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CSCE 211: Digital Logic Design Chin-Tser Huang huangct@cse.sc.edu University of South Carolina

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Chapter 5: Designing Combinational Systems

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10/13/20093 Iterative System A system implemented with multiple copies of a smaller circuit Consider 4-bit adder as an example

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10/13/20094 Delay in Combinational Logic Circuits When the input to a gate changes, the output of that gate will not change instantaneously Instead, there is a small delay ∆ If the output of one gate is used as the input to another gate, the delays will add The output is stable after the longest delay path

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10/13/20095 Delay in Combinational Logic Circuits Hazard (or glitch)

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10/13/20096 Example of Delay

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10/13/20097 Cascading 4-bit Adders Can cascade multiple 4-bit adders if larger adders are needed

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10/13/20098 Subtractors and Add/Subtractors To do subtraction, we can develop a 1-bit full subtractor and cascade as many of them as necessary On the other hand, we can build an add/subtractor based on an adder because a – b = a + (-b) Will need a signal line which is 0 for addition and 1 for subtraction (called a’/s, i.e. add’/subtract) This is because 1 x = x’ and 0 x = x

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10/13/20099 Subtractors and Add/Subtractors

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10/13/200910 Binary Decoder A binary decoder is a device that, when activated, selects one of several output lines, based on a coded input signal The input is an n-bit binary number, and there are 2 n output lines Some decoders also have one or more enable inputs Often used to select one of many devices

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10/13/200911 Active High Decoder

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10/13/200912 Active Low Decoder

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10/13/200913 Decoder with Enable

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10/13/200914 74138 Decoder

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10/13/200915 74138 Decoder

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10/13/200916 Use Decoder to Enable Another Decoder

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10/13/200917 Multiplexers A multiplexer is a switch that passes one of its data inputs through to the output, as a function of a set of select inputs Sets of multiplexers are often used to choose among several multibit input numbers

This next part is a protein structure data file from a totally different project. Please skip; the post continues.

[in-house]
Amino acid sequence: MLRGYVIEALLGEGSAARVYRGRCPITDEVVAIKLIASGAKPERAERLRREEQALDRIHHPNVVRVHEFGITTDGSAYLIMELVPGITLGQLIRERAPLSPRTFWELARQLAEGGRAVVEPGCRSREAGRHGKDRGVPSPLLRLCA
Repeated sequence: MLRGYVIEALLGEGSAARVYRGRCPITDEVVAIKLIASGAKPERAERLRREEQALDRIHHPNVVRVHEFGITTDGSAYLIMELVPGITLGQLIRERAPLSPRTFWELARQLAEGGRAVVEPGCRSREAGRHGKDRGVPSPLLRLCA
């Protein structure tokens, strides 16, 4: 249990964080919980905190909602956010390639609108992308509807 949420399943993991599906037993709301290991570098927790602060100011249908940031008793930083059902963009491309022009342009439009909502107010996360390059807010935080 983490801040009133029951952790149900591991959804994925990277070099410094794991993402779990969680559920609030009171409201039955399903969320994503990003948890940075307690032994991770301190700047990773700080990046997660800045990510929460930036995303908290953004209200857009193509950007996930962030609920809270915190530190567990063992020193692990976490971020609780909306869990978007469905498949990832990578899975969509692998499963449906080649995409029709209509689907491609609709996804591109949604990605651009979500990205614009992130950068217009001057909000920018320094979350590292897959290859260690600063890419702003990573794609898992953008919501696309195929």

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10/13/200918 Two-way Multiplexer out = w if S = 0; out = x if S = 1

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10/13/200919 Four-way Multiplexer

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10/13/200921 Three-variable Function Implemented with Multiplexer

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10/13/200922 Demultiplexer Inverse of a mux: routes a signal from one place to one of many places

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10/13/200923 Three-State Gates Has an enable input If the enable input is active, the gate behaves as usual If the enable input is inactive, the output behaves as if it is not connected

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10/13/200924 A Multiplexer using Three- State Gates if EN = 0, f = a if EN = 1, f = b

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10/13/200925 Gate Arrays Also known as programmable logic device (PLD) or field programmable gate array (FPGA) An efficient way of implementing complicated systems Can implement SOP expressions which are sums of some common product terms

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10/13/200926 Structure of a Gate Array

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10/13/200927 An Example of Gate Array f = a’b’ + abc g = a’b’c’ + ab + bc h = a’b’ + c

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10/13/200928 Three Types of Combinational Logic Arrays Programmable Logic Array (PLA) User specifies all of the connections in both the AND array and the OR array Read-Only Memory (ROM) The AND array is fixed – like a decoder consisting of 2 n AND gates for n inputs User specifies the connections in the OR array Programmable Array Logic (PAL) The connections to the OR gates are specified; user determines the AND gate inputs

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10/13/200929 Only need a list of minterms for each function. For example, W(A, B, C, D) = ∑m(3, 7, 8, 9, 11, 15) X(A, B, C, D) = ∑m(3, 4, 5, 7, 10, 14, 15) Y(A, B, C, D) = ∑m(1, 5, 7, 11, 15) Design with Read-Only Memories

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10/13/200930 Structure of a PAL

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